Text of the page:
I mentioned last month our plan to add more no dig raised beds to the vegetable garden, a dry spell allowed us to get this done over the weekend and now the beds are in place and filled with our homemade compost. The weather was very chilly at the time but I didn’t feel the cold, emptying compost bins and barrowing it across the garden is warm work!Continue reading “New Raised Beds and Signs of Spring”
My allotment plot and garden welcome many species of beneficial wildlife, such as hoverflies, lacewings, bees, ladybirds, butterflies (yes, butterflies are very welcome on my plot!) and lovely little mason bees. I grow plenty of flowers throughout the year to attract them, and my organic approach to gardening ensures there will always be food in the form of juicy aphids.
Providing bee and bug boxes in your garden helps to attract the good guys too, these safe hidey places are essential for surviving cold winters and reproduction with certain species.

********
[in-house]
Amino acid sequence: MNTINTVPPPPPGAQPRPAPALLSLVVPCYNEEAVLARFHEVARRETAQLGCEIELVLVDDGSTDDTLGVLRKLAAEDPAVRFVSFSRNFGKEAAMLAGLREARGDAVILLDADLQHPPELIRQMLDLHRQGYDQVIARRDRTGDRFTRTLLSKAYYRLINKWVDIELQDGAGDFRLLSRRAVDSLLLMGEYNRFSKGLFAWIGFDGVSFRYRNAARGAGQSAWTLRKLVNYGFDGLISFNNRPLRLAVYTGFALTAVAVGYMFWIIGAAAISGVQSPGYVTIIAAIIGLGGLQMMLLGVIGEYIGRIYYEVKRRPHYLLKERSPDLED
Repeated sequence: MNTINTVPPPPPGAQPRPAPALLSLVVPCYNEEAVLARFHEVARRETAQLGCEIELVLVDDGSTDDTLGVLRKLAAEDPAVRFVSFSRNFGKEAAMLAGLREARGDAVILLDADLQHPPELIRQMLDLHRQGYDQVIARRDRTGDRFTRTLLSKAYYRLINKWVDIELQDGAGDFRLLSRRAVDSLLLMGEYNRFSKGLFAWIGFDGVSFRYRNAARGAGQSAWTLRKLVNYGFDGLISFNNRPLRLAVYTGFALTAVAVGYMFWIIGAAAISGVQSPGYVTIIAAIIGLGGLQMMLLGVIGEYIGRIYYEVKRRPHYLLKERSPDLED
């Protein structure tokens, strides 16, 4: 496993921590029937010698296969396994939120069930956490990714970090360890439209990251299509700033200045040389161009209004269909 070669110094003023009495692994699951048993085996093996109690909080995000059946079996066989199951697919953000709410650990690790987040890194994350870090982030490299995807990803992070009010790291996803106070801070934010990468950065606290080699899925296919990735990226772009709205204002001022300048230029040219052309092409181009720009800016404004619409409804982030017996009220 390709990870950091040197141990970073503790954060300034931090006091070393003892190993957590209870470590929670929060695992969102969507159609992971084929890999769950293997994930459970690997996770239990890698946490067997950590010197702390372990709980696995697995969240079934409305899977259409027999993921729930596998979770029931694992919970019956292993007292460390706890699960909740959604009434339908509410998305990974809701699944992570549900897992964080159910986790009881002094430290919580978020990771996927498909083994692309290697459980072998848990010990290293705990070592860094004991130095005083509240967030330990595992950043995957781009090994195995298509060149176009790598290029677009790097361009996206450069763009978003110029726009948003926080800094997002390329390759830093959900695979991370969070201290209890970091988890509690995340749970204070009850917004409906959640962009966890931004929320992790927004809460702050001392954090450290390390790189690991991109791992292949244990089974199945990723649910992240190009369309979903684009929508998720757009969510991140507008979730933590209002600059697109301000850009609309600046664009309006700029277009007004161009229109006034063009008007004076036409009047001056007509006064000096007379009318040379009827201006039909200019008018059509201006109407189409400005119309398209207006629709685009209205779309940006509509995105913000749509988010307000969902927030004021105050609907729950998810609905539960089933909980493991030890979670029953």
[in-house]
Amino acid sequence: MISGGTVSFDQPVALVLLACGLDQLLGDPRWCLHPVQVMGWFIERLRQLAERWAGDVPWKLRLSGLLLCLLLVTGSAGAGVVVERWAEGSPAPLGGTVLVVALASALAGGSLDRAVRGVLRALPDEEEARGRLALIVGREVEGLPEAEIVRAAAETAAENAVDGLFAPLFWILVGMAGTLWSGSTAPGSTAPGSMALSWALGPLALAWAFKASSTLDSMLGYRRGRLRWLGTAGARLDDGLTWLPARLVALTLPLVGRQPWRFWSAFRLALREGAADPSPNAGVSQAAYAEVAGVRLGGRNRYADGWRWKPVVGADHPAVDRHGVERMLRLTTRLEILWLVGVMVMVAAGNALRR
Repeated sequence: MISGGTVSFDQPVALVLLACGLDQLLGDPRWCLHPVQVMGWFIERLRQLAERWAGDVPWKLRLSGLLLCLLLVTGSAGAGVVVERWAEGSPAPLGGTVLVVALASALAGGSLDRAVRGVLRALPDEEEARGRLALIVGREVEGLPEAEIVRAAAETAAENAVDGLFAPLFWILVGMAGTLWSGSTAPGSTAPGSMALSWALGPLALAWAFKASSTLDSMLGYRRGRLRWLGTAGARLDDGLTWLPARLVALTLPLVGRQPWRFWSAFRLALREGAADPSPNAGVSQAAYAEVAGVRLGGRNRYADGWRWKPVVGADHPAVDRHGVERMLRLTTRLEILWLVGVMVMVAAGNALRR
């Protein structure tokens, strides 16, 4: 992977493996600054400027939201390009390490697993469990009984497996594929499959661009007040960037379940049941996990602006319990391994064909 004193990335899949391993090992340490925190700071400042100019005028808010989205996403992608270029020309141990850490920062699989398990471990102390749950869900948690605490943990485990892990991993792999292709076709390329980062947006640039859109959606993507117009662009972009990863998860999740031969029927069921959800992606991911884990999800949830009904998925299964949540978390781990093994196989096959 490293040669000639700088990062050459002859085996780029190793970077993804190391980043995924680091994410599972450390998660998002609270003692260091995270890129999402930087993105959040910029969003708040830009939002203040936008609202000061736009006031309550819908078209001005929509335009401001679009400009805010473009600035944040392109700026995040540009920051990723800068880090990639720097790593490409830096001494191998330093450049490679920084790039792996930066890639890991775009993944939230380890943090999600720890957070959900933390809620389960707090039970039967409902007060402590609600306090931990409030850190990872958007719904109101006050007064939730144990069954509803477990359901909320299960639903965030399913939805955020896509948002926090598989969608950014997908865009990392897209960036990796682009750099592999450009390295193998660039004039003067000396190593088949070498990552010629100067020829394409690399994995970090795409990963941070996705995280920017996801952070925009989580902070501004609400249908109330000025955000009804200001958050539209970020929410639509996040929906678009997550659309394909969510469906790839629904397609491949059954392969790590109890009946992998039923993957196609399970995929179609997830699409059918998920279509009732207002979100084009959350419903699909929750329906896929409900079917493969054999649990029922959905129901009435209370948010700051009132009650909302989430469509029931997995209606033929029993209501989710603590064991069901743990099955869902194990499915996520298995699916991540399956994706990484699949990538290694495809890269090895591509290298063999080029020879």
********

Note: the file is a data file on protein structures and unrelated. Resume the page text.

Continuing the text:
Mason bees visit my plot to use the bee boxes as nests to reproduce, I find it fascinating to watch females carrying mud to seal the entrance to a nesting tube. In turn, they pollinate my fruit bushes and most probably my plot neighbours too.
Some of my boxes were purchased or gifted, and some were made using scraps of wood nailed together to form a box and filled with hollowed out bamboo canes. Online gardening shops and garden centres sell bee or bug boxes, I recently picked up a couple of nice examples from Waitrose and Poundstretcher stores.
I re-painted the Waitrose bee box (pictured above right) using a tester pot by Cuprinol Garden Shades (country cream).
I’m planning to make a bug ‘hotel’ using stacked pallets and other materials inserted into the gaps between each pallet. Now is a great time to provide some shelter for our helpful beasties, they’ll repay your favour by munching on the bugs you really don’t want on your veg. And, if you’re really lucky, you might just see mason bees nesting in your boxes from late April onwards.